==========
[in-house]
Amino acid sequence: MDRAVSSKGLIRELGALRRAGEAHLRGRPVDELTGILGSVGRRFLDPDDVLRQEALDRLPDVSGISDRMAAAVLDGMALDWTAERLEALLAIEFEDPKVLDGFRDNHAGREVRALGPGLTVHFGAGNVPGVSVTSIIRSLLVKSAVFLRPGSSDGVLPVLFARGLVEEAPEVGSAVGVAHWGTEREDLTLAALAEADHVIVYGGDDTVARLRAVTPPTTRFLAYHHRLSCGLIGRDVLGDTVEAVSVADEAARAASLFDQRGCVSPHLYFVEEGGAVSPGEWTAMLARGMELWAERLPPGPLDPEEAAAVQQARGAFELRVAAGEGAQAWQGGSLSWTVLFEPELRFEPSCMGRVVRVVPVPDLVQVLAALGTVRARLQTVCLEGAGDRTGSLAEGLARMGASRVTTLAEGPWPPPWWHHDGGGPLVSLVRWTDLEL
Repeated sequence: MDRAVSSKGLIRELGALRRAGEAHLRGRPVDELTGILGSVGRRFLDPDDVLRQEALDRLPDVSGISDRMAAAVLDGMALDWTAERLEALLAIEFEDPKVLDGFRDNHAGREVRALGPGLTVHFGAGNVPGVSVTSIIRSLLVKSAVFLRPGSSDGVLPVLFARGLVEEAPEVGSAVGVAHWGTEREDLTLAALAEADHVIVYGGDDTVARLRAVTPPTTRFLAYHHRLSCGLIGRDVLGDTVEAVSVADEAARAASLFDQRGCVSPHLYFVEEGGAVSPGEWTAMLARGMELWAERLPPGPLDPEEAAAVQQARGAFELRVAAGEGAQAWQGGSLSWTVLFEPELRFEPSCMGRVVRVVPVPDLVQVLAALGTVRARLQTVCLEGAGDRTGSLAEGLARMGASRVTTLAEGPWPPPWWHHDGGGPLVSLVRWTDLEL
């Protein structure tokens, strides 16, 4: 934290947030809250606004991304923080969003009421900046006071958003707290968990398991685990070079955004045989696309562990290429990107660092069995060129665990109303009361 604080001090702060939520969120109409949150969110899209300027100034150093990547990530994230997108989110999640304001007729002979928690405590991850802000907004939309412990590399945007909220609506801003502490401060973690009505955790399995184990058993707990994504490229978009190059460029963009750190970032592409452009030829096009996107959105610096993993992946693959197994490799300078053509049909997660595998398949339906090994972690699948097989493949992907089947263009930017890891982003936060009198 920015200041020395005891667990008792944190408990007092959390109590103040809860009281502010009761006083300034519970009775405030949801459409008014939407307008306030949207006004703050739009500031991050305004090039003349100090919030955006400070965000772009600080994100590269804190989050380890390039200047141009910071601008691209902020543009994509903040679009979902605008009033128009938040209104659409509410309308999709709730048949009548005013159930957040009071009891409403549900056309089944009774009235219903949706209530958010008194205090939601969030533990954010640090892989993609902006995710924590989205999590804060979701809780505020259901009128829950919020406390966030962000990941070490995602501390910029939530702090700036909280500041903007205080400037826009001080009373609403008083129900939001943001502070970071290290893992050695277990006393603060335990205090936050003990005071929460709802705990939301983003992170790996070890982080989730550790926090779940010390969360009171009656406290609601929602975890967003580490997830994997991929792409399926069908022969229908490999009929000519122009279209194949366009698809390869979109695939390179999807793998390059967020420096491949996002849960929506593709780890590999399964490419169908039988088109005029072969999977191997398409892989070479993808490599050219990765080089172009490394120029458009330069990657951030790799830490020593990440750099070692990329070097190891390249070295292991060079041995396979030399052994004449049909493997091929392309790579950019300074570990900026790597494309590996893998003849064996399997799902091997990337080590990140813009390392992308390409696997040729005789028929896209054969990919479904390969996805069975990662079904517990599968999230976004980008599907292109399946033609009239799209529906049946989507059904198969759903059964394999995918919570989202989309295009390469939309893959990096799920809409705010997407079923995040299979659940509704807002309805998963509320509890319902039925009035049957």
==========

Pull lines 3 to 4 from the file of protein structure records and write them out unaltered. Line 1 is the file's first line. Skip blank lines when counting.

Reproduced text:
Repeated sequence: MDRAVSSKGLIRELGALRRAGEAHLRGRPVDELTGILGSVGRRFLDPDDVLRQEALDRLPDVSGISDRMAAAVLDGMALDWTAERLEALLAIEFEDPKVLDGFRDNHAGREVRALGPGLTVHFGAGNVPGVSVTSIIRSLLVKSAVFLRPGSSDGVLPVLFARGLVEEAPEVGSAVGVAHWGTEREDLTLAALAEADHVIVYGGDDTVARLRAVTPPTTRFLAYHHRLSCGLIGRDVLGDTVEAVSVADEAARAASLFDQRGCVSPHLYFVEEGGAVSPGEWTAMLARGMELWAERLPPGPLDPEEAAAVQQARGAFELRVAAGEGAQAWQGGSLSWTVLFEPELRFEPSCMGRVVRVVPVPDLVQVLAALGTVRARLQTVCLEGAGDRTGSLAEGLARMGASRVTTLAEGPWPPPWWHHDGGGPLVSLVRWTDLEL
């Protein structure tokens, strides 16, 4: 934290947030809250606004991304923080969003009421900046006071958003707290968990398991685990070079955004045989696309562990290429990107660092069995060129665990109303009361 604080001090702060939520969120109409949150969110899209300027100034150093990547990530994230997108989110999640304001007729002979928690405590991850802000907004939309412990590399945007909220609506801003502490401060973690009505955790399995184990058993707990994504490229978009190059460029963009750190970032592409452009030829096009996107959105610096993993992946693959197994490799300078053509049909997660595998398949339906090994972690699948097989493949992907089947263009930017890891982003936060009198 920015200041020395005891667990008792944190408990007092959390109590103040809860009281502010009761006083300034519970009775405030949801459409008014939407307008306030949207006004703050739009500031991050305004090039003349100090919030955006400070965000772009600080994100590269804190989050380890390039200047141009910071601008691209902020543009994509903040679009979902605008009033128009938040209104659409509410309308999709709730048949009548005013159930957040009071009891409403549900056309089944009774009235219903949706209530958010008194205090939601969030533990954010640090892989993609902006995710924590989205999590804060979701809780505020259901009128829950919020406390966030962000990941070490995602501390910029939530702090700036909280500041903007205080400037826009001080009373609403008083129900939001943001502070970071290290893992050695277990006393603060335990205090936050003990005071929460709802705990939301983003992170790996070890982080989730550790926090779940010390969360009171009656406290609601929602975890967003580490997830994997991929792409399926069908022969229908490999009929000519122009279209194949366009698809390869979109695939390179999807793998390059967020420096491949996002849960929506593709780890590999399964490419169908039988088109005029072969999977191997398409892989070479993808490599050219990765080089172009490394120029458009330069990657951030790799830490020593990440750099070692990329070097190891390249070295292991060079041995396979030399052994004449049909493997091929392309790579950019300074570990900026790597494309590996893998003849064996399997799902091997990337080590990140813009390392992308390409696997040729005789028929896209054969990919479904390969996805069975990662079904517990599968999230976004980008599907292109399946033609009239799209529906049946989507059904198969759903059964394999995918919570989202989309295009390469939309893959990096799920809409705010997407079923995040299979659940509704807002309805998963509320509890319902039925009035049957």